Bridgerton's second season isn't as horny as the first. But that could be a good thing.

Midway through Bridgerton season two, I had a quick thought.

'Remember when everyone panicked that Regé-Jean Page's departure would ruin the show?'

We needn't have worried.

Bridgerton, Netflix and Shonda Rhimes' horny Regency-era drama, has finally returned, having pushed the entire world against a wall (or a staircase - IYKYK) following its Christmas Day 2020 premiere. It was Netflix's biggest ever series until Squid Game leapfrogged it in September last year. 

Watch: Bridgerton season two teaser trailer. Post continues below video.

Video via Netflix.

Bridgerton's phenomenon was the result of a perfect storm. It premiered into a touch-starved world, where we'd spent the year holed up in our homes and negativity consumed our media.

Adjoa Andoh, who stars as the self-assured Lady Danbury, best described it in an interview with Mamamia ahead of the second season's release:

"We brought in a new conversation that was lighter and more joyful, and gave people a space to breathe out and be transported somewhere away from their uncertainty and their concerns and their worries," she reflected.

"The sense I really got was, the show was doing something I would say sort of mental health, joy-giving, at the time when everything was pretty heavy for lots of people globally. So that was the kind of fantastic feeling. When we came back to season two, there was the sense of the privilege of having been in a show that could do that."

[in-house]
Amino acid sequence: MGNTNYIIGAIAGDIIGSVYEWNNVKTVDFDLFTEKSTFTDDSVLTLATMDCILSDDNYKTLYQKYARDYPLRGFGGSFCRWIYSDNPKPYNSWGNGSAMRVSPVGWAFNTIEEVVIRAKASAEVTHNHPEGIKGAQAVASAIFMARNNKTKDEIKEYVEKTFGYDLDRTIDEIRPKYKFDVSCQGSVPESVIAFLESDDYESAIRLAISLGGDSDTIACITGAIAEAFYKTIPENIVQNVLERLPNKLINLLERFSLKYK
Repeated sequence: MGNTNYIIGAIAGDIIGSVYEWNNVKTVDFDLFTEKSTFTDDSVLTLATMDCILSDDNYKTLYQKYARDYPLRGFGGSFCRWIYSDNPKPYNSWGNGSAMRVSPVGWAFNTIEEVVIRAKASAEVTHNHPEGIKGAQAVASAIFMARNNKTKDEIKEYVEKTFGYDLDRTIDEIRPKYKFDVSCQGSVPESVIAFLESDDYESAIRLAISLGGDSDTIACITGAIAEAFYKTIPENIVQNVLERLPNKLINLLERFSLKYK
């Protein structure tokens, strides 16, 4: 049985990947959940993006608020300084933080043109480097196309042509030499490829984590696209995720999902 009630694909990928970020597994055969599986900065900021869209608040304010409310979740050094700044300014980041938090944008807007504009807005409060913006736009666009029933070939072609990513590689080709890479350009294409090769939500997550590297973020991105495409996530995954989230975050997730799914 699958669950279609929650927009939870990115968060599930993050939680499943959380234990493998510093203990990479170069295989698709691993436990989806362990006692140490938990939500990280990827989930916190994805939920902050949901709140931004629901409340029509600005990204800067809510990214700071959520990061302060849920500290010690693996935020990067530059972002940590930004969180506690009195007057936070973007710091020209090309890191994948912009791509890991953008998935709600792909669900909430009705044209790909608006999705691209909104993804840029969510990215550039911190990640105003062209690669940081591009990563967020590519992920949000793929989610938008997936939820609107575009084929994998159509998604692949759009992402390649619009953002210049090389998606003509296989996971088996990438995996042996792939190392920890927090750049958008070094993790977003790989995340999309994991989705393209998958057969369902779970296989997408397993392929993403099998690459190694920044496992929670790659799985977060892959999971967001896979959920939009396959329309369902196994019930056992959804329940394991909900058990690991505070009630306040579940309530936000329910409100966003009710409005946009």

Many of those pandemic-specific aspects are less pronounced now, but the much-anticipated second instalment shows Bridgerton can stand up on its own.

While season one told the story of Daphne Bridgerton (Phoebe Dynevor) and Simon, Duke of Hastings (Page), they are moved aside for this season. While centred on one family, Bridgerton is a loose anthology: like Julia Quinn's book series, each instalment will follow a different sibling's love journey. 


Image: Netflix.

Enter: eldest son Anthony (Jonathan Bailey), who viewers will remember as the uptight, overbearing brother that almost sabotaged Daphne's story. After being dumped by his opera singer mistress, Anthony has finally decided he's ready to settle down and announces his intentions to marry this courting 'season'. 

Lucky for him, the Sharma sisters have just arrived in town. Older sister Kate (Simone Ashley) has come to help the younger Edwina (Charithra Chandran) navigate the season and find a husband. Kate, like Simon before her, isn't interested in marriage. She plans to set up Edwina's future, then ditch this madness to return - alone (gasp!) and content (double gasp!) - to India.

Unsurprisingly, sparks fly between Anthony and Kate immediately. They are effectively two sides of the same coin: each so caught up in the pressures of providing for their families that they butt heads at every turn. They verbally spar, bicker and 'hate' each other. And we all know that when fictional characters 'hate' each other, it really means they're madly in love.

Despite this, Anthony pursues the perfect-on-paper Edwina, who has spent her entire life being primed for a 'good match' and has been named 'diamond of the season' by Queen Charlotte (Golda Rosheuvel).